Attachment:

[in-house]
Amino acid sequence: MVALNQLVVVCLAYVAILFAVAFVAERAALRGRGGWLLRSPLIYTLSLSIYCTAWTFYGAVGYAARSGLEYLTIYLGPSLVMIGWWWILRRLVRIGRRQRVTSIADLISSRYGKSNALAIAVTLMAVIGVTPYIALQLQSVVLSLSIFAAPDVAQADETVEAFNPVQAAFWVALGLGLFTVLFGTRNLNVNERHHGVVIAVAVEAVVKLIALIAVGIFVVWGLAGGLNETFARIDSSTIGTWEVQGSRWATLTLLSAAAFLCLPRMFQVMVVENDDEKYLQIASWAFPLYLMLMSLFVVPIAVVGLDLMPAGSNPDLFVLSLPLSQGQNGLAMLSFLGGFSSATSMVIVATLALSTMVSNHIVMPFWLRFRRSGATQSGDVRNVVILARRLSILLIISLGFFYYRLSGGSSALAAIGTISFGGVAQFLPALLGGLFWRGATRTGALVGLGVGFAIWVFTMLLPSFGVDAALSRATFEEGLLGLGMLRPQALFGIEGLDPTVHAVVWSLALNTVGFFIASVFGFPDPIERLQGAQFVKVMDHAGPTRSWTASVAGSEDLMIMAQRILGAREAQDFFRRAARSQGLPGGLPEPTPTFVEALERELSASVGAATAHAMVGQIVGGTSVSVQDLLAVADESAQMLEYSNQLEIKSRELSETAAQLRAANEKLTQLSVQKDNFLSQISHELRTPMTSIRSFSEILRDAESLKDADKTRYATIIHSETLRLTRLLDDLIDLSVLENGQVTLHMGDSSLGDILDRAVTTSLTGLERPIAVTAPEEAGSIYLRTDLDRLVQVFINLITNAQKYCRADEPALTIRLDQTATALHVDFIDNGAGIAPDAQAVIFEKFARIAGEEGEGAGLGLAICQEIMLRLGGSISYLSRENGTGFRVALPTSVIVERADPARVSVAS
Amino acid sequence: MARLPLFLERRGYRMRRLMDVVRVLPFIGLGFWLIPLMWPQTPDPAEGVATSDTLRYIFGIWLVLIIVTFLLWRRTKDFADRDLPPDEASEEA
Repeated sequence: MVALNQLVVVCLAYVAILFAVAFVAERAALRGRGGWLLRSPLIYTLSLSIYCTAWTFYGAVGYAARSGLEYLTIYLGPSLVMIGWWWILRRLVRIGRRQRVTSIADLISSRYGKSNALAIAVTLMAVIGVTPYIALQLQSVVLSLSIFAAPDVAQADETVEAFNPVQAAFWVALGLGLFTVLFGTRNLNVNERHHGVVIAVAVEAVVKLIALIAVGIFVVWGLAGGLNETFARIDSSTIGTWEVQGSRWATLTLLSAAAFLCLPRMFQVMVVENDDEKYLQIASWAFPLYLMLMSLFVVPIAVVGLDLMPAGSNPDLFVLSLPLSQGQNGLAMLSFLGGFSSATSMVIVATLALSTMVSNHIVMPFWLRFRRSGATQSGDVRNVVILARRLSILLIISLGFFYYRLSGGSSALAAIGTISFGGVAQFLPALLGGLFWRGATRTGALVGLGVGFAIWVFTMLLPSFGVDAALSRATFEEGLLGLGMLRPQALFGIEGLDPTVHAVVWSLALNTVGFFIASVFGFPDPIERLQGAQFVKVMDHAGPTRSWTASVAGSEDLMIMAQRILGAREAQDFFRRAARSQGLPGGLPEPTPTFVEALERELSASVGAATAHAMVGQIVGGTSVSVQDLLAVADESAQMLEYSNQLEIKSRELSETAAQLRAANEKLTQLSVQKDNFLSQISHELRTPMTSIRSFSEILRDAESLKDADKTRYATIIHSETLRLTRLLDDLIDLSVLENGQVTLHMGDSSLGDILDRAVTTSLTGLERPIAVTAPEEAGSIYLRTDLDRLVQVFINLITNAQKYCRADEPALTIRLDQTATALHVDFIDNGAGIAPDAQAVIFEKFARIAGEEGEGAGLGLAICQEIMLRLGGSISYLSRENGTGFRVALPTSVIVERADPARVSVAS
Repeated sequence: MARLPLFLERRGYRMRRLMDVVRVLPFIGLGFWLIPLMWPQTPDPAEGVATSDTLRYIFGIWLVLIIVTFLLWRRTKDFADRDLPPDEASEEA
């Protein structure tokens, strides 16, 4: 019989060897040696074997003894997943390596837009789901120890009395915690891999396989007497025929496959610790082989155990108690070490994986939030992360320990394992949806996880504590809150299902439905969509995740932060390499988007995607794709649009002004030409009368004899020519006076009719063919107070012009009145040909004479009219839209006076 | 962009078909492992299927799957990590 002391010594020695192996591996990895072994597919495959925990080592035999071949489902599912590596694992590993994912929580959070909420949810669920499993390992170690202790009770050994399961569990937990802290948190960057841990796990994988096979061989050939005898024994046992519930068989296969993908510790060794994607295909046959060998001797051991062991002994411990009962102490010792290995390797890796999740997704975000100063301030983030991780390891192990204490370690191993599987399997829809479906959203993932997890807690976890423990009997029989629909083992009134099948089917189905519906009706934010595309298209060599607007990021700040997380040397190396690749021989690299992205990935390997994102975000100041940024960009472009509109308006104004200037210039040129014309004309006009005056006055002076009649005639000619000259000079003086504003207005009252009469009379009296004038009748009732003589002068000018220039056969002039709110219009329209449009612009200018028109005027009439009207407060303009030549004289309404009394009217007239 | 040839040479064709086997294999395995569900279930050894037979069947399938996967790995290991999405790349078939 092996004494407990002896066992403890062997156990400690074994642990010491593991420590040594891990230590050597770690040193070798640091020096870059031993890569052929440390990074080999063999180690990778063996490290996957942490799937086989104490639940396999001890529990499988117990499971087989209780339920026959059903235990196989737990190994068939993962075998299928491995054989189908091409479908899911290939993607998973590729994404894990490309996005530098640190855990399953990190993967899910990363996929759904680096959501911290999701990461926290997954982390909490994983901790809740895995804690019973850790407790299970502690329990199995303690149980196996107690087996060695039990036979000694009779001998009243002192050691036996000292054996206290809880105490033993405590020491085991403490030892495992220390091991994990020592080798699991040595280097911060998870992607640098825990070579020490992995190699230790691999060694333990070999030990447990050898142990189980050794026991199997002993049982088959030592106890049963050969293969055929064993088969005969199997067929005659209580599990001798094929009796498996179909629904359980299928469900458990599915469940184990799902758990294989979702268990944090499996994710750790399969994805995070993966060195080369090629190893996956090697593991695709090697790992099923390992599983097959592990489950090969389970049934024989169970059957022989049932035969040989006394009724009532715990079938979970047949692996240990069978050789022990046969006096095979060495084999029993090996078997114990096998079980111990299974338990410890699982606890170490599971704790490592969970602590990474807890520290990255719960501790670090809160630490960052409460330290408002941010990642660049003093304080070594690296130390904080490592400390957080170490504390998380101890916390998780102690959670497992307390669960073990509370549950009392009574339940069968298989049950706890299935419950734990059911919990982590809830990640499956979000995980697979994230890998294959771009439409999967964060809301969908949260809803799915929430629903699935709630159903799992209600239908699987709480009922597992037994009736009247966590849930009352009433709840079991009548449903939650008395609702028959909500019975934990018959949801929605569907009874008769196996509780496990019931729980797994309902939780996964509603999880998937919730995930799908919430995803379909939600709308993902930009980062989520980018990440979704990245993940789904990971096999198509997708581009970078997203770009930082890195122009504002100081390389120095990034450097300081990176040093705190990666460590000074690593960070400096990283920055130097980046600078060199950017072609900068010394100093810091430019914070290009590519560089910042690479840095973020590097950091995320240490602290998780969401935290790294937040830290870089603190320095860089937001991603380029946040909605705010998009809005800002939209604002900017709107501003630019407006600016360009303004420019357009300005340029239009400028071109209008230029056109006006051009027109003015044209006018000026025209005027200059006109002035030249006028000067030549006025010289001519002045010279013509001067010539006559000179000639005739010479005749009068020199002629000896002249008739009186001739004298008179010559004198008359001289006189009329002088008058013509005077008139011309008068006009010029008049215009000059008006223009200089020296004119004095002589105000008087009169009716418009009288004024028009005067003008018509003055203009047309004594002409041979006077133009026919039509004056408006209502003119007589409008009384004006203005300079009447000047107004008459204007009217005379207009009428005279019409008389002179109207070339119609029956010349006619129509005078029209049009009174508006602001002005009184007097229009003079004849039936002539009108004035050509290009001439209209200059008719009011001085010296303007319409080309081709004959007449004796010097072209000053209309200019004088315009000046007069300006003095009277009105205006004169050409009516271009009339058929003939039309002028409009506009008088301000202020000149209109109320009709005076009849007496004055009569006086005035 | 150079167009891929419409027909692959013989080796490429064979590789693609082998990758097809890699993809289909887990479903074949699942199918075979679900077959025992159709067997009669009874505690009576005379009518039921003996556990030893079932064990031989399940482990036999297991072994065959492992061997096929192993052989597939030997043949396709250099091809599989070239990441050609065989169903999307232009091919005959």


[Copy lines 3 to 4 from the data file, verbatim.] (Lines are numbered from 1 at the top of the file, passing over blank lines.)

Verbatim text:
Amino acid sequence: MARLPLFLERRGYRMRRLMDVVRVLPFIGLGFWLIPLMWPQTPDPAEGVATSDTLRYIFGIWLVLIIVTFLLWRRTKDFADRDLPPDEASEEA
Repeated sequence: MVALNQLVVVCLAYVAILFAVAFVAERAALRGRGGWLLRSPLIYTLSLSIYCTAWTFYGAVGYAARSGLEYLTIYLGPSLVMIGWWWILRRLVRIGRRQRVTSIADLISSRYGKSNALAIAVTLMAVIGVTPYIALQLQSVVLSLSIFAAPDVAQADETVEAFNPVQAAFWVALGLGLFTVLFGTRNLNVNERHHGVVIAVAVEAVVKLIALIAVGIFVVWGLAGGLNETFARIDSSTIGTWEVQGSRWATLTLLSAAAFLCLPRMFQVMVVENDDEKYLQIASWAFPLYLMLMSLFVVPIAVVGLDLMPAGSNPDLFVLSLPLSQGQNGLAMLSFLGGFSSATSMVIVATLALSTMVSNHIVMPFWLRFRRSGATQSGDVRNVVILARRLSILLIISLGFFYYRLSGGSSALAAIGTISFGGVAQFLPALLGGLFWRGATRTGALVGLGVGFAIWVFTMLLPSFGVDAALSRATFEEGLLGLGMLRPQALFGIEGLDPTVHAVVWSLALNTVGFFIASVFGFPDPIERLQGAQFVKVMDHAGPTRSWTASVAGSEDLMIMAQRILGAREAQDFFRRAARSQGLPGGLPEPTPTFVEALERELSASVGAATAHAMVGQIVGGTSVSVQDLLAVADESAQMLEYSNQLEIKSRELSETAAQLRAANEKLTQLSVQKDNFLSQISHELRTPMTSIRSFSEILRDAESLKDADKTRYATIIHSETLRLTRLLDDLIDLSVLENGQVTLHMGDSSLGDILDRAVTTSLTGLERPIAVTAPEEAGSIYLRTDLDRLVQVFINLITNAQKYCRADEPALTIRLDQTATALHVDFIDNGAGIAPDAQAVIFEKFARIAGEEGEGAGLGLAICQEIMLRLGGSISYLSRENGTGFRVALPTSVIVERADPARVSVAS